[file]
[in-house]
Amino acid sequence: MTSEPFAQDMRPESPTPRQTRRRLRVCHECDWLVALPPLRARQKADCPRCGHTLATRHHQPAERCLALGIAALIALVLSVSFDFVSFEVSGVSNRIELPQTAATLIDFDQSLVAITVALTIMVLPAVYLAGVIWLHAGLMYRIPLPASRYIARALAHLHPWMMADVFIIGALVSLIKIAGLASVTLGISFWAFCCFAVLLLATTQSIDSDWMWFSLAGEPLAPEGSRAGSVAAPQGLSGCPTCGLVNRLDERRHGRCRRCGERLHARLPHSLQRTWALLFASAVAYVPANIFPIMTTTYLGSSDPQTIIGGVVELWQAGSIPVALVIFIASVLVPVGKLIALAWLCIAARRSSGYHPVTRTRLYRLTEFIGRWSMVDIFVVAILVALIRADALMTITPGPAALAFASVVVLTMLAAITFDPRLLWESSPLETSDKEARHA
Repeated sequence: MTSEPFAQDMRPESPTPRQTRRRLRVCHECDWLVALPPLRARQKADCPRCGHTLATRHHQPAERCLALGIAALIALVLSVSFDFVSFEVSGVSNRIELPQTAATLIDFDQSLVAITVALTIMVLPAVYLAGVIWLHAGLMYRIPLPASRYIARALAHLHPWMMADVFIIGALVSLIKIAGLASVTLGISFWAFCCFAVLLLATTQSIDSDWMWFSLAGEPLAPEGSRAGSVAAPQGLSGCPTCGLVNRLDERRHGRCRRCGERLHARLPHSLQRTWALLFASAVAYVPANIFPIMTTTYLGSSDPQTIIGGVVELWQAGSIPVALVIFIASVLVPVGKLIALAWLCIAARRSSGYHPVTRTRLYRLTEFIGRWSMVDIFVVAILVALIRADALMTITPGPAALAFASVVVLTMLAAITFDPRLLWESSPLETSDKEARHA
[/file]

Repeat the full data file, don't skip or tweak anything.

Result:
[in-house]
Amino acid sequence: MTSEPFAQDMRPESPTPRQTRRRLRVCHECDWLVALPPLRARQKADCPRCGHTLATRHHQPAERCLALGIAALIALVLSVSFDFVSFEVSGVSNRIELPQTAATLIDFDQSLVAITVALTIMVLPAVYLAGVIWLHAGLMYRIPLPASRYIARALAHLHPWMMADVFIIGALVSLIKIAGLASVTLGISFWAFCCFAVLLLATTQSIDSDWMWFSLAGEPLAPEGSRAGSVAAPQGLSGCPTCGLVNRLDERRHGRCRRCGERLHARLPHSLQRTWALLFASAVAYVPANIFPIMTTTYLGSSDPQTIIGGVVELWQAGSIPVALVIFIASVLVPVGKLIALAWLCIAARRSSGYHPVTRTRLYRLTEFIGRWSMVDIFVVAILVALIRADALMTITPGPAALAFASVVVLTMLAAITFDPRLLWESSPLETSDKEARHA
Repeated sequence: MTSEPFAQDMRPESPTPRQTRRRLRVCHECDWLVALPPLRARQKADCPRCGHTLATRHHQPAERCLALGIAALIALVLSVSFDFVSFEVSGVSNRIELPQTAATLIDFDQSLVAITVALTIMVLPAVYLAGVIWLHAGLMYRIPLPASRYIARALAHLHPWMMADVFIIGALVSLIKIAGLASVTLGISFWAFCCFAVLLLATTQSIDSDWMWFSLAGEPLAPEGSRAGSVAAPQGLSGCPTCGLVNRLDERRHGRCRRCGERLHARLPHSLQRTWALLFASAVAYVPANIFPIMTTTYLGSSDPQTIIGGVVELWQAGSIPVALVIFIASVLVPVGKLIALAWLCIAARRSSGYHPVTRTRLYRLTEFIGRWSMVDIFVVAILVALIRADALMTITPGPAALAFASVVVLTMLAAITFDPRLLWESSPLETSDKEARHA